However, two potential drawbacks need to be considered. First, only infractions that Verizon reports or of which Verizon is aware can be recorded. For example, this may distort the ransom figures when medical facilities are required to report ransoms when production does not take place – it is unlikely that ransom paying producers will report the incident quickly and discreetly.
Secondly, the data are historical (since last year) in this rapidly evolving field. For example, there can be no details about the appearance of the Maze and REvil-like buyout for double extortion this year (the latest example is the recent post-rib auction of client data from a law firm in New York).
The dramatic criminal response to this year’s COWID 19 pandemic and the growing threat of the home run are not mentioned or described in detail. Rick Holland, CISO and Vice President of Strategy at Digital Shadows, will raise this issue. What strikes me about this year’s DBIR report is that it told SecurityWeek that the dataset is pre-pandemic. The current security situation is fundamentally different from two months ago. I am very curious how the new teleworking paradigm will affect next year’s report.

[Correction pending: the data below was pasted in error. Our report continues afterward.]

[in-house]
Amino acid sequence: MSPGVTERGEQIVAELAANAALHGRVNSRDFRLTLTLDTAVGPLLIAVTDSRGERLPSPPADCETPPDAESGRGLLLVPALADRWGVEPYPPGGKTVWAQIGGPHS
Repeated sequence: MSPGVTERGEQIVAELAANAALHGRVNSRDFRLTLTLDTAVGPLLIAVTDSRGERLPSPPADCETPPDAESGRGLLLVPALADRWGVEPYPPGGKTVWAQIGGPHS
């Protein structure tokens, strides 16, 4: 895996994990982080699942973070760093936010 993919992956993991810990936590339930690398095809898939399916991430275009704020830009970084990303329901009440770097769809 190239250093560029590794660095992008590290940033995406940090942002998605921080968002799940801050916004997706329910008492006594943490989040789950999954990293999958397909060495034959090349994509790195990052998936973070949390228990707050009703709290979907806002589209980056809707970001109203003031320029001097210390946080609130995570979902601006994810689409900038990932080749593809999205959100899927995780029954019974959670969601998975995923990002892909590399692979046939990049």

Chris Morales, head of security analysis at Vectra, agrees. What happened last year only gives an incomplete picture of the tools, tactics and procedures now used in the threat landscape that has changed dramatically in recent months. A threat landscape that can be more permanent than temporary. The problem is that you cannot predict such sudden and serious changes. This year it was caused by a global pandemic – but next year or a year later something else could happen.
Shahroh Shahidzade, the CEO of Akcepto, is stricter on the historical aspect of the DBIR. The decrease in malware is simply the same as last year’s trend and depends on the risk of the crushed ball as an alternative to attack, he told SecurityWeek. These reports are generally an indicator of delay, as a significant number of offences occurring in 2019 have simply not yet been detected. And yes, understanding the risk associated with a threat balloon and the financial motivation behind it is how we deal with risk. However, a reduction of less than 6% is only noise.